Using storytelling and art, the EVAC Project bridges the gap between civilians and veterans by educating the public about life in the military.
Mental health providers are losing the battle with helping veterans in part because veterans feel isolated and don’t want to ask for help. Veterans commit suicide at a rate of 20 per day (US Department of Veterans Affairs, 2016). Deployed veterans who served between 2001-2007 had a 41% higher suicide rate than the general population (Kang et al., 2015). Studies show veterans who share their stories may help with PTSD recovery (Bunnell et al., 2017; Erbes, Stillman, Wieling, Bera & Leskela, 2014; Hassall, 2013).
While there are veterans art therapy programs, there are few programs that address the civilian perception of veterans through art.
Experiencing Veterans and Artists Collaborations (EVAC) is an art project that brings together veterans and artists. EVAC curators interview veterans about their experiences, and artists make an edition of prints based on their interpretation of those stories. The prints are exhibited with excerpts from the transcribed interviews. EVAC works to bridge the often precarious gap between military and civilian life.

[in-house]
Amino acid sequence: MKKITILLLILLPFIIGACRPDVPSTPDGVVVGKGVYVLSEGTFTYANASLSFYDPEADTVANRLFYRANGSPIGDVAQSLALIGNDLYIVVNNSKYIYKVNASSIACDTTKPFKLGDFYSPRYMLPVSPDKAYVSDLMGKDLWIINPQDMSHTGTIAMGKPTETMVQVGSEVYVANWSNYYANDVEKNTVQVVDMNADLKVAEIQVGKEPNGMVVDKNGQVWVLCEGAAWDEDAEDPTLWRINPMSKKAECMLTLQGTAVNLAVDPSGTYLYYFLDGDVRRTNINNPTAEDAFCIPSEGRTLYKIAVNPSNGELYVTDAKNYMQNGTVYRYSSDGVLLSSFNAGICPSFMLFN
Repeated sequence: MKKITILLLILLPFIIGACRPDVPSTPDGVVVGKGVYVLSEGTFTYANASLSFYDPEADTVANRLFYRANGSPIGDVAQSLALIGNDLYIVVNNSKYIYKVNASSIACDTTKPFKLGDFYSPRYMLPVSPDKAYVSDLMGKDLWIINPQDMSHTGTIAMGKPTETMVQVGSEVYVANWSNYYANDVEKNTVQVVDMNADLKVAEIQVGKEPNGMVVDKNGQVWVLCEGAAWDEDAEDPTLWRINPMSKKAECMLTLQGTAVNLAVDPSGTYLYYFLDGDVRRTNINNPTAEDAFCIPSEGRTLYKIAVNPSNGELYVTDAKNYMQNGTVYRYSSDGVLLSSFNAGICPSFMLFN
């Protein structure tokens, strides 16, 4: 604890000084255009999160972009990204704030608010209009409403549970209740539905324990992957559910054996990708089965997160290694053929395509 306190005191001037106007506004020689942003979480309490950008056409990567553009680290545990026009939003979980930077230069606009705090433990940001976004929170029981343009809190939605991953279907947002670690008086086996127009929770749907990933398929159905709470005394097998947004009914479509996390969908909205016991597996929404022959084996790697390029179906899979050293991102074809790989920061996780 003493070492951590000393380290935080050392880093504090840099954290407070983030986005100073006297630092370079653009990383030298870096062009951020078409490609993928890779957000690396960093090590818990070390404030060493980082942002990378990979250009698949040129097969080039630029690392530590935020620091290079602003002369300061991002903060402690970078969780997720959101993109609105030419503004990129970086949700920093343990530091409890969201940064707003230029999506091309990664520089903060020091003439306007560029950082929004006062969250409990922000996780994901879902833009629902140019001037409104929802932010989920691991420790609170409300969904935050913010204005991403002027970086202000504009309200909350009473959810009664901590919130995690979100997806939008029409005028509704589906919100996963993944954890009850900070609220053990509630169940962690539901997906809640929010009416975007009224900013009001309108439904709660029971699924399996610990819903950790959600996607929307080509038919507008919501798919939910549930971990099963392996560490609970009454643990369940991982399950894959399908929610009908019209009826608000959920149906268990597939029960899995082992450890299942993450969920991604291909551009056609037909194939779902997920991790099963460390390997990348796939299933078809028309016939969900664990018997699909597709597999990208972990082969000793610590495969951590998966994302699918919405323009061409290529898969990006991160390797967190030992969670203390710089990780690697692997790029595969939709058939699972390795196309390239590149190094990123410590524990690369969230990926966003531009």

EVAC gives glimpses into real people’s lived experiences and creates an environment for a viewer that invites genuine understanding and engagement. The process of storytelling and interpretation central to EVAC makes it a project uniquely positioned to promote empathy from multiple groups – the artist and viewer for the veteran’s experience, and the veteran for the artist’s realization of their stories. As one participating veteran said, "I was struck by the sense of being a part of something much larger than themselves in participating in this project; not unlike the feeling that we experienced in the military, and particularly in combat.”
EVAC has exhibited at Tiffin University (Ohio), Cleveland Hopkins International Airport, and the Army Transportation Museum (Virginia). It will travel to the Pentagon, Dulles International Airport, and Stockton University (New Jersey) in 2018 and 2019. There are more than 100 participating veterans and artists so far.
While primarily a traveling exhibition, EVAC has several additional projects including educational programs, an impact study, and developing community through events.
Stage of Development
- Early Stage
- Established Prototype
Organization to Receive Funds
EVAC Project Inc.